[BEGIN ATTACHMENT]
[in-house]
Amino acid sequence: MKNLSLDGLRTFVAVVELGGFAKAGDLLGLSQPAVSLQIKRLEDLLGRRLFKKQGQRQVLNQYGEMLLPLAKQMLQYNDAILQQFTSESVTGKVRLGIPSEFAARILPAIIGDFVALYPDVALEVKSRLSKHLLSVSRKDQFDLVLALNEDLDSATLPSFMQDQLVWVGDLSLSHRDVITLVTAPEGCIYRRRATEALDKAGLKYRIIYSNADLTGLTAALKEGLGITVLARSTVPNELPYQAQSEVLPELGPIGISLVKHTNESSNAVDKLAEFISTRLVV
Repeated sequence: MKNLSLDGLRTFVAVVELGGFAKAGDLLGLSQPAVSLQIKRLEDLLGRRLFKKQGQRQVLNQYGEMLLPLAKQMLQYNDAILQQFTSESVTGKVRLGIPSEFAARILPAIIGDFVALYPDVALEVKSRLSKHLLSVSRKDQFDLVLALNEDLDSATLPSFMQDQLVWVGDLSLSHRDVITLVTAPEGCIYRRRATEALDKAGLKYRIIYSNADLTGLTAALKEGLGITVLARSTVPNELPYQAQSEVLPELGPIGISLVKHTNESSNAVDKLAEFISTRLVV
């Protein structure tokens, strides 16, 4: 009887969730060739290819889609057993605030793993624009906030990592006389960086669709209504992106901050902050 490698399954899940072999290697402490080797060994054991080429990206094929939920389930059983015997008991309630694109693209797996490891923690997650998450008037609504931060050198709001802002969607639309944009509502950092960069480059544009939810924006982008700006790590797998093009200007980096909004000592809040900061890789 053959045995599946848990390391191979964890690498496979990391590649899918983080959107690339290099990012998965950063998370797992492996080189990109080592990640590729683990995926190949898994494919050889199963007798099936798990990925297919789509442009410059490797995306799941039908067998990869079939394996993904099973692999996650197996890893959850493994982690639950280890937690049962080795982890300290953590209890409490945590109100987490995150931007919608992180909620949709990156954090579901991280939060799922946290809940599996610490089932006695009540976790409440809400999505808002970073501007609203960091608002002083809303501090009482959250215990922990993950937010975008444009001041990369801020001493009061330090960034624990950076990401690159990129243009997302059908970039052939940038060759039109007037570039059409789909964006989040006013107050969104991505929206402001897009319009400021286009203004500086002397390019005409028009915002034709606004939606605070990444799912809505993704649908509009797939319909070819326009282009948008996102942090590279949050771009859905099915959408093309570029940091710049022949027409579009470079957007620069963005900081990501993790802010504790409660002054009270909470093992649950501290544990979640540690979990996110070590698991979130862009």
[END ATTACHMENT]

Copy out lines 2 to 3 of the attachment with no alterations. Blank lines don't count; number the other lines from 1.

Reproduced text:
Amino acid sequence: MKNLSLDGLRTFVAVVELGGFAKAGDLLGLSQPAVSLQIKRLEDLLGRRLFKKQGQRQVLNQYGEMLLPLAKQMLQYNDAILQQFTSESVTGKVRLGIPSEFAARILPAIIGDFVALYPDVALEVKSRLSKHLLSVSRKDQFDLVLALNEDLDSATLPSFMQDQLVWVGDLSLSHRDVITLVTAPEGCIYRRRATEALDKAGLKYRIIYSNADLTGLTAALKEGLGITVLARSTVPNELPYQAQSEVLPELGPIGISLVKHTNESSNAVDKLAEFISTRLVV
Repeated sequence: MKNLSLDGLRTFVAVVELGGFAKAGDLLGLSQPAVSLQIKRLEDLLGRRLFKKQGQRQVLNQYGEMLLPLAKQMLQYNDAILQQFTSESVTGKVRLGIPSEFAARILPAIIGDFVALYPDVALEVKSRLSKHLLSVSRKDQFDLVLALNEDLDSATLPSFMQDQLVWVGDLSLSHRDVITLVTAPEGCIYRRRATEALDKAGLKYRIIYSNADLTGLTAALKEGLGITVLARSTVPNELPYQAQSEVLPELGPIGISLVKHTNESSNAVDKLAEFISTRLVV